Unless the environment had been modified by agricultural land use, the presence of these major vegetational types correlated directly with differences in water permanence and indirectly with water depth. Certain wetlands contained only one vegetational type; other wetlands contained two, three, or more types in distinct zones that exhibited differences in average water depth. When two or more of these zones were present, one zone usually occupied the central, deeper part of the pond basin, while the others formed concentric peripheral bands. Within a vegetational type, or zone, the characteristic plant species were found as a general mixture or were represented by one, two, or more communities, each composed of one or more species. The spatial relationships of these major vegetational types or zones in various types of potholes are treated in detail in another report (Stewart and Kantrud, 1971).
Major differences in species composition of the characteristic plant communities within most of the major vegetational types, or zones, could be correlated with differences in average salinity of surface water. Distinctive communities of plants could be correlated with fresh, slightly brackish, moderately brackish, brackish, subsaline, and saline ranges of water quality. (These communities are described in detail under "Major Vegetational Types.") However, measurements of specific conductance, used to indicate differences in salinity, were found to fluctuate widely within many individual ponds and lakes. Thus, many plant communities that were indicative of differences in normal ranges of salinity also persisted temporarily over extreme ranges of salinity that exceeded the normal limits. Since water conditions were unstable in most prairie ponds and lakes, plant communities were more reliable indicators of average salinity than were single measurements of specific conductance.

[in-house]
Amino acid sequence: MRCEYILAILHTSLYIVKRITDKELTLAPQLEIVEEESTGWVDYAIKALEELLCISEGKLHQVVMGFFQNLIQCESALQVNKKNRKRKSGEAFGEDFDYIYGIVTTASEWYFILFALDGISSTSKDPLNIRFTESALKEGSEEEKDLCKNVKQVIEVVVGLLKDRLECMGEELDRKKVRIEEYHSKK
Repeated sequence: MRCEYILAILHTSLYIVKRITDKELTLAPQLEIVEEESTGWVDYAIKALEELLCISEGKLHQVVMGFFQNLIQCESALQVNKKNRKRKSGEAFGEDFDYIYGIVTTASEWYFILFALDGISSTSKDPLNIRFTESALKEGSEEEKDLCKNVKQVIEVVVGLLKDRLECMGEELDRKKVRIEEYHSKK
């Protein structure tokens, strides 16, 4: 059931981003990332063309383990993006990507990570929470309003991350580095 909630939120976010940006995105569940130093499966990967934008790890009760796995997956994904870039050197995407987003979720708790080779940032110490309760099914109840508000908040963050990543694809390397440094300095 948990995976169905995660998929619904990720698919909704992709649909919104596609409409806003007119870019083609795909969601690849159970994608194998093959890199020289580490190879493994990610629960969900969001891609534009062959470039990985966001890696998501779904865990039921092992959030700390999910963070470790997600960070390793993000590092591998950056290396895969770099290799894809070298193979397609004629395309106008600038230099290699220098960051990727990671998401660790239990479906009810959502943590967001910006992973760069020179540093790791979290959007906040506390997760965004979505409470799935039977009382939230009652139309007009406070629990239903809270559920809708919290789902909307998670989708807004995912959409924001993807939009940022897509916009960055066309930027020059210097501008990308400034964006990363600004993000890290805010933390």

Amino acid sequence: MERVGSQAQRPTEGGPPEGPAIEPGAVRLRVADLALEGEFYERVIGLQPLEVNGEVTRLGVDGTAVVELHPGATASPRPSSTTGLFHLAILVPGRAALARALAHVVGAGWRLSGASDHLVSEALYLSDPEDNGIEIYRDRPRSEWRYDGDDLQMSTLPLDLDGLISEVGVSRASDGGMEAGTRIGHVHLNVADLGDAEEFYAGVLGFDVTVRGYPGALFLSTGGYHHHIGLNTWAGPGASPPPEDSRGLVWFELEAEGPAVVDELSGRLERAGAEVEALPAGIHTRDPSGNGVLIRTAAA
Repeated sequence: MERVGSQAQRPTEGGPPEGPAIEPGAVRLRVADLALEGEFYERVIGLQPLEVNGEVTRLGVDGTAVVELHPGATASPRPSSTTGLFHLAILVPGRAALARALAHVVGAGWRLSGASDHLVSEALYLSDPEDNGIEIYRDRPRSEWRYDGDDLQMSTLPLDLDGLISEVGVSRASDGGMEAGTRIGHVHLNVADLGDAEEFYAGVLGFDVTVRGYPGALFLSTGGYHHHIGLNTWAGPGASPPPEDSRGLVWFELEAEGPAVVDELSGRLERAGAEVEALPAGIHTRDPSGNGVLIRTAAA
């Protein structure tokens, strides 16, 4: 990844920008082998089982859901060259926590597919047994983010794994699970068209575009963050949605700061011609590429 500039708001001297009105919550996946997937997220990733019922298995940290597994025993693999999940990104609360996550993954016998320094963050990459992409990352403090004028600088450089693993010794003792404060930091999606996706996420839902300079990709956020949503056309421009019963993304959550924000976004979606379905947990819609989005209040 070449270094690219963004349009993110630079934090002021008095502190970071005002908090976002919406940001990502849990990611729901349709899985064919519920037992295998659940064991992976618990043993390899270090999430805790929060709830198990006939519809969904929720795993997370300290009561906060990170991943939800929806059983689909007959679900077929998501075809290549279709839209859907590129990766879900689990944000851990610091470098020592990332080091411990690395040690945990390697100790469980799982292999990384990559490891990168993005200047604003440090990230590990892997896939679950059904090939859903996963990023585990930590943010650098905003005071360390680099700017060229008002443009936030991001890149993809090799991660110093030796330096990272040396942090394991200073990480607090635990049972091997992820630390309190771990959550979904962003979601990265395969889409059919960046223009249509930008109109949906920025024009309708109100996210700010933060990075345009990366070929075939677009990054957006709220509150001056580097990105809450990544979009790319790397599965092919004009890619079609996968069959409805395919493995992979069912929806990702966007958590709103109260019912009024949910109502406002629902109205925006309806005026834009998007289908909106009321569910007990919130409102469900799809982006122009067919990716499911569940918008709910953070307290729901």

Extreme yearly and seasonal fluctuations in water depth are characteristic of most northern prairie ponds and lakes. As a consequence, the total acreage of wetlands with a specified water depth varies greatly (fig. 2). Variations in water depth of an individual pond or lake also often result in corresponding changes in salinity. Reductions in specific conductance were caused by dilution of surface waters. Dilution appeared to be related to increasing water depths which resulted both from inflow of surface runoff from the watersheds and from precipitation falling directly on pond surfaces. In many ponds, an increase in water depth was accompanied by actual loss of salts due to the flushing action of overflow or spill. An increase in specific conductance was usually associated with decreases in water depth caused by evapotranspiration. However, in a few of the less saline ponds, an increase in salinity occurred without a corresponding decrease in water depth. This increase was probably due to salt in groundwater or spring inflow; concentrations of salts, in general, are greater in seepage than in surface inflow.
|FIGURE 2.--Total acreage of ponds with a water depth of 12 inches or more in Stutsman County study areas (3 sq mi) during 1961-64.|
Table 1 shows semiannual changes in specific conductance from the fall of 1963 to the fall of 1966 as related to variations in water depth in five typical semi-permanent ponds. Each of these ponds contained distinctive plant communities that were indicative of differences in average salinity. Specific conductance varied little in the fresh and slightly brackish ponds, more greatly in the moderately brackish pond, and quite drastically in the ponds classified as brackish and sub saline.